Canada E-Cig Laws and Regulatory Environment

March 28, 2016

Confusion Over Canada E-Cig Laws and Regulations

Conflicting laws in different provinces throughout Canada have created considerable confusion about the status of e-cigarettes and other tobacco alternatives in the country. Unfortunately, some health officials in Canada are exploiting the vague nature of existing laws to mislead consumers into thinking that e-cigs are prohibited. Their tactics are also intended to scare away potential distributors from setting up shop. Health Canada, the government body responsible for promoting public health, has claimed, “E-cigarettes may not be imported, advertised or sold,” but legal researcher Rachel Steen has penned a retort supporting the growing perception that Health Canada’s claims have no legal basis.

Today, Canada essentially has a two-tier system in which there are few federal regulations regarding e-cigs without nicotine, but nicotine-containing tobacco alternatives fall into murky legal territory. Health Canada has argued that e-cigs with nicotine should be classified as medicines and therefore “require market authorization [from Health Canada as medicines] before they can be imported, advertised or sold in Canada.” This is the current reality for nicotine patches and gums, which are legally classified as medicines yet have limited success rates when it comes to helping people quit smoking.

E-cig proponents such as Rachel Steen assert that Canadian law currently classifies e-cig hardware and fluids containing nicotine as consumer products. They also argue that the federal Tobacco Act exempts e-cigs from regulations involving tobacco products. Health Canada has no authority to decide which category e-cigs fall under.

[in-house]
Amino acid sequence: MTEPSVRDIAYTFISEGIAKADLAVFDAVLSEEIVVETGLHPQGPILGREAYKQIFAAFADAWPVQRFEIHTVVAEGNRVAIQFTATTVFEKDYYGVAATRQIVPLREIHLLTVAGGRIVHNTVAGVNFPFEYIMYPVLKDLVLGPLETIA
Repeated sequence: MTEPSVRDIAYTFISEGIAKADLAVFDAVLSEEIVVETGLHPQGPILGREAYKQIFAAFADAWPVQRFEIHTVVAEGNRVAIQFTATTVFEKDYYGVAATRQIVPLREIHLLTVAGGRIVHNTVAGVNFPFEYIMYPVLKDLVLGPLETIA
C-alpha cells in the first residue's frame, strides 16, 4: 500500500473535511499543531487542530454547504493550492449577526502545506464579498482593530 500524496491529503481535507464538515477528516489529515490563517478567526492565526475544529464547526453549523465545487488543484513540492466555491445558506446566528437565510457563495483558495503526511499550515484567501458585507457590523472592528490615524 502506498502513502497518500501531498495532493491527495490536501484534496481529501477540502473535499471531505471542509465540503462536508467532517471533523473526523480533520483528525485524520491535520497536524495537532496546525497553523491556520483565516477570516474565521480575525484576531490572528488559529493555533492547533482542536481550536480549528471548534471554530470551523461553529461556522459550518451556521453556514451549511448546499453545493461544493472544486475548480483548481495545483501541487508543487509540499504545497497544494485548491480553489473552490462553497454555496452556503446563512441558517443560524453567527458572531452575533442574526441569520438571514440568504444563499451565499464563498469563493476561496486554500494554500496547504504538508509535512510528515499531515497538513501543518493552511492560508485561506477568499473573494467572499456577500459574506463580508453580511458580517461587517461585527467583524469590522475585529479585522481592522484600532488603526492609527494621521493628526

Regardless of the nonexistence of laws banning e-cigs with nicotine, Health Canada continues to bully vendors into not carrying nicotine refills for e-cigs. Legal threats against vendors who defy Health Canada have not been pursued and would likely not stand in courts, and there’s a good chance that’s where final decisions will be made.

In 2013, medical reporter Helen Branswell wrote a highly publicized article entitled “E-cigarettes could hook new generation on nicotine, medical journal warns.” The story circulated on reputable news sources like CTV News, the Vancouver Sun and the Winnipeg Free Press and echoed Health Canada’s dubious claim that “Under Canadian law, it is illegal to sell e-cigarettes with nicotine.” The article goes on to portray shops selling these products as criminal operations. Branswell failed to cite any specific law but did reference a five-year-old Health Canada advisory document, which raises an interesting question: Why is Health Canada obsessed with perpetuating a myth?

Tobacco tax revenues make up a large chunk of the government’s income, so allowing smokers to transition to e-cigs means less money for Health Canada. Traditional tobacco producers and pharmaceutical companies that make smoking-cessation products also have an interest in stifling the e-cig market as tobacco alternatives could cut into their profits. These industries are far more influential, so they contribute to the hostile environment for e-cigs.

What’s most frustrating about the situation is that Health Canada seems to recognize that e-cigs can have potential public health benefits, yet they somehow use this fact to suppress their distribution. Their actions seem politically motivated, and cigarette smokers are suffering the consequences because they have no access to these potentially safer alternatives. More options will allow consumers to make wiser health decisions, yet restricting e-cigs will only keep tobacco users trapped in a deadly addiction.